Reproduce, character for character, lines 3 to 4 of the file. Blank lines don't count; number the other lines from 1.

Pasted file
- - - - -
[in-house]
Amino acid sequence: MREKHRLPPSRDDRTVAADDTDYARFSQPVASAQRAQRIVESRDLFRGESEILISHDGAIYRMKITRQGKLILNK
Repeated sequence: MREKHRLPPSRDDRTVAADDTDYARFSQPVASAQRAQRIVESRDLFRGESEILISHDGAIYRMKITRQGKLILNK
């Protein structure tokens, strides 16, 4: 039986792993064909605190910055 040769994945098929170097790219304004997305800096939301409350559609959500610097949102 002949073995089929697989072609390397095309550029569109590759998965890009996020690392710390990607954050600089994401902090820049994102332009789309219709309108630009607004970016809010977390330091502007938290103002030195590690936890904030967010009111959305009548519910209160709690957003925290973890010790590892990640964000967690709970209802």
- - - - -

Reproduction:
Repeated sequence: MREKHRLPPSRDDRTVAADDTDYARFSQPVASAQRAQRIVESRDLFRGESEILISHDGAIYRMKITRQGKLILNK
């Protein structure tokens, strides 16, 4: 039986792993064909605190910055 040769994945098929170097790219304004997305800096939301409350559609959500610097949102 002949073995089929697989072609390397095309550029569109590759998965890009996020690392710390990607954050600089994401902090820049994102332009789309219709309108630009607004970016809010977390330091502007938290103002030195590690936890904030967010009111959305009548519910209160709690957003925290973890010790590892990640964000967690709970209802």